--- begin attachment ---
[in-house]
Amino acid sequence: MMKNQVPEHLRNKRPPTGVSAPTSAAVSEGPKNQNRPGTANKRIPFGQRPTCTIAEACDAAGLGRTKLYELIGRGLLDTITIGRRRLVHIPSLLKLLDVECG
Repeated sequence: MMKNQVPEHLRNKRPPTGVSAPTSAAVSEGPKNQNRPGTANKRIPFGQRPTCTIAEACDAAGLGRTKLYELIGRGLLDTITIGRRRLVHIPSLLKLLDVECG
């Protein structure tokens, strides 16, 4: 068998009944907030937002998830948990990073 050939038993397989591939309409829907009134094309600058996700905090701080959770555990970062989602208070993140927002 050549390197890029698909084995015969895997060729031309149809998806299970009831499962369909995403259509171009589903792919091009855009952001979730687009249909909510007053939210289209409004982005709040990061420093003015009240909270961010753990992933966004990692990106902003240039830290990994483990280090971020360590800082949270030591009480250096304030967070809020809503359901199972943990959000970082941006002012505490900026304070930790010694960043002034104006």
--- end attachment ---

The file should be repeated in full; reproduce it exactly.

[in-house]
Amino acid sequence: MMKNQVPEHLRNKRPPTGVSAPTSAAVSEGPKNQNRPGTANKRIPFGQRPTCTIAEACDAAGLGRTKLYELIGRGLLDTITIGRRRLVHIPSLLKLLDVECG
Repeated sequence: MMKNQVPEHLRNKRPPTGVSAPTSAAVSEGPKNQNRPGTANKRIPFGQRPTCTIAEACDAAGLGRTKLYELIGRGLLDTITIGRRRLVHIPSLLKLLDVECG
């Protein structure tokens, strides 16, 4: 068998009944907030937002998830948990990073 050939038993397989591939309409829907009134094309600058996700905090701080959770555990970062989602208070993140927002 050549390197890029698909084995015969895997060729031309149809998806299970009831499962369909995403259509171009589903792919091009855009952001979730687009249909909510007053939210289209409004982005709040990061420093003015009240909270961010753990992933966004990692990106902003240039830290990994483990280090971020360590800082949270030591009480250096304030967070809020809503359901199972943990959000970082941006002012505490900026304070930790010694960043002034104006």